onOne / Tone Enhancer and the Tone Curve

I've been quiet recently. Quiet on the blog, quiet on social media. Yet I'm busy. I've been working lots of stuff. I've been writing, writing, writing. I'm about half way done with a new eBook on post-processing with onOne. Processing photos as part of and in between writing.

Also, I'm right smack dab in the middle of a series of videos on the Tone Enhancer filter in Perfect Effects 8. As a companion to the upcoming videos, here's a more in-depth explanation of the tone curve in the Tone Enhancer. 

The Histogram

In case you’re not familiar with what a histogram is, here's a brief description. The histogram shows the spread of brightness levels in your scene. It's a distribution of the dark and light tones in your image. The far left edge is pure black — the shadows. And the far right edge is pure white — the highlights. Blown highlights fall off the right edge of the histogram and and underexposed areas fall off the left edge.

Perfect Effects presents both the luminance and RGB values in the histogram. White is overall luminance and the colors are the RGB values — the red, green and blue channels. Other colors that are displayed, such as yellow, cyan and magenta, are where the primary colors mix. There’s no “correct” or “perfect” histogram shape… it’s all relative to the mix of tones in your scene.

Reading the Tone Curve

Let’s start with the basics — how do we read the tone curve? The lower left corner is pure blacks — the shadows. And the upper right corner is the pure whites — the highlights. And the axes emphasize this, too. The gradient bars start at black in the lower left corner and progressing to white along both axes. Up and/or right makes tones brighter, down and/or left makes tones darker.

When I am working with the tone curve, I like to relate the curve to the histogram. Shadows on the left, highlights on the right, and everything else in between. When I read the tone curve, I mentally divide it into 4 columns — from left to right there’s the shadows, the low-midtones, the high-midtones, and the highlights. You might like 5 regions. Or 3. It really doesn't matter. It's still shadows on the left and highlights on the right.

Adjusting the Tone Curve

Let’s start with a classic S-curve adjustment. I’ll click in the darker tones about 1/4 of the way up the curve, and bring the curve down slightly. Then, another click and drag at about 3/4ths of the way up the curve and boost the highlights. And there’s a gentle S-shaped curve.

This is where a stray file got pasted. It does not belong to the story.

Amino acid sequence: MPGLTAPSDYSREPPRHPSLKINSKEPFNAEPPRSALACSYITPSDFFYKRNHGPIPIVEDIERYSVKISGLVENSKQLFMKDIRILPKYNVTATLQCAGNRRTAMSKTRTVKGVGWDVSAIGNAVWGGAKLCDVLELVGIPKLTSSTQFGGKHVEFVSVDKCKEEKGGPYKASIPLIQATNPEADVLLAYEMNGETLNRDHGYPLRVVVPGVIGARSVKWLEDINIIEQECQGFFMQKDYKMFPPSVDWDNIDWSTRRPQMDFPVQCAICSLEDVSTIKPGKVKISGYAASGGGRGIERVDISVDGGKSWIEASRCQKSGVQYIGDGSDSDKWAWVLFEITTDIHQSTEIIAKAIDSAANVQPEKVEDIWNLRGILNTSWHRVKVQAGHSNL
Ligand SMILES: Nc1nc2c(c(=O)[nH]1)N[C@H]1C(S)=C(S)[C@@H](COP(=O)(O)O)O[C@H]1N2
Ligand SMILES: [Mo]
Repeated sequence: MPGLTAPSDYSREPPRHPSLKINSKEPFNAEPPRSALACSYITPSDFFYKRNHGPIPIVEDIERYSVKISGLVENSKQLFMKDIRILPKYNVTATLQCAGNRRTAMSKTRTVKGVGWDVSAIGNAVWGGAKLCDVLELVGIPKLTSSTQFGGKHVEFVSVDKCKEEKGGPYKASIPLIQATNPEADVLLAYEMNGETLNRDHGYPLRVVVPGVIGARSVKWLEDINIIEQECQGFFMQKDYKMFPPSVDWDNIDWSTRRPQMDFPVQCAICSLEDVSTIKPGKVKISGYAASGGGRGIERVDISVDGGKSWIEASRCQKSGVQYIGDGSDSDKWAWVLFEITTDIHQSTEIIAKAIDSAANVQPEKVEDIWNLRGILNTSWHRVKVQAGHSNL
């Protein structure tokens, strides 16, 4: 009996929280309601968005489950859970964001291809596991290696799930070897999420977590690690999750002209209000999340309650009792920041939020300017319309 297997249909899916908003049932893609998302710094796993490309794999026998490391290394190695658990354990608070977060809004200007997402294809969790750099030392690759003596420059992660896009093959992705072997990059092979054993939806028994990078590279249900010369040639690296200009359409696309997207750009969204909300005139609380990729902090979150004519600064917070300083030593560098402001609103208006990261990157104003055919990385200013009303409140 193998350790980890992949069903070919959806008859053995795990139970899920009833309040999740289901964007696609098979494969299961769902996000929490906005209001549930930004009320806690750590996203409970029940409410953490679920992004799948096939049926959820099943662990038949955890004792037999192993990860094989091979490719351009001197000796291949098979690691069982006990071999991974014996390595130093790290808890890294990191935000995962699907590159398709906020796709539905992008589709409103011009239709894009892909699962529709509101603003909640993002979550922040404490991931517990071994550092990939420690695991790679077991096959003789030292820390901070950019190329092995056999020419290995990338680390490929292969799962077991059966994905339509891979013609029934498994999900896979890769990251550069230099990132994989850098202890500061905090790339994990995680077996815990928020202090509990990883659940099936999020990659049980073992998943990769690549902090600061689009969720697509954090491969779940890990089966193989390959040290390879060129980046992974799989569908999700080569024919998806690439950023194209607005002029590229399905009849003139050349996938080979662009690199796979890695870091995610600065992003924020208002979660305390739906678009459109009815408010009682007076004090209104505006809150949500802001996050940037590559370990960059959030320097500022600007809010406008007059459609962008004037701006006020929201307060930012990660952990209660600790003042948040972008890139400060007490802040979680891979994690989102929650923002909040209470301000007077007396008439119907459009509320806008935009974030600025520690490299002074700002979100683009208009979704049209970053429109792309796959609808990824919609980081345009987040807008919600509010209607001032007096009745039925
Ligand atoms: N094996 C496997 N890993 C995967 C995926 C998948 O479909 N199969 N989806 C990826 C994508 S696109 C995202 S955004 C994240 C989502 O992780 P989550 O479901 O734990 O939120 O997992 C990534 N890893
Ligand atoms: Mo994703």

The classic S-curve

The histogram with the S-curve adjustment

Notice how the S-curve affects the histogram. There is more of a valley in the center. The midtones drop, as the darker midtones push more towards black (left) and the lighter midtones push more toward white (right).

The Perfect Photo Suite Histogram

Tone Curve in the Tone Enhancer Filter

How I mentally look at the Tone Curve

For very granular control of the tones, you can set points on the curve. Click on the curve to set a point. You can set as many points as you like, although only a few are usually necessary. Points on the curve serve two purposes. One is a point of control to alter the tones in the image and the other is an anchor to protect tones in the image.

A tighter S-curve, protecting the highlight and shadows

The histogram with a tighter S-curve

Here I’ve set four points. I first set the two points toward the edges of the curve to act as anchors. I call these control points (I have no idea if they have an official name). I usually set these first. I generally know what tonal range of the image I want to remain unadjusted.

Then,  I adjust the middle of the curve into the S-shape. The deepest shadows and brightest highlights are not changed. The midtones undergo a more radical separation, as exhibited in the histogram – the valley in the center is much more pronounced.

Control points give you the ability to protect very specific tonal regions of your image.

The Color Channels

There are also individual curves for the red, green, and blue channels. Each channel can be manipulated uniquely. The color channels are useful to address overall color issues in your photo or for artistic styling, such as vintage effects. Knowing your color wheel will help you make the most of the color channels. Each channel controls its namesake color and what's opposite it on the color wheel.

  • Red channel: control the reds vs. cyans
  • Blue channel: control the blues vs. yellows
  • Green channel: control the greens vs. magentas

Raising the curve of a color channel boosts that color in the photo and de-emphasizes the opposite color. For example, raising the blue curve will reduce yellows in the photo. And vice versa. You can do combinations, too. Bump up the red and blue curve, you're amplifying purple.

Combine all of this color power with control points on a color channel tone curve, and you can create very unique looks for your imagery. For example, add more pinks and magentas into just the highlights with this pair of color channel tone curves:

Boosts the reds in the highlights

Boost magenta highlights by decreasing greens

These curves, plus an increase to the detail slider, creates a cross process-y style


The Tone Enhancer filter in Perfect Effects 8 gives you a huge amount of control over your image. Stay tuned to the onOne Software U YouTube channel for some Tone Enhancer videos coming real soon from yours truly.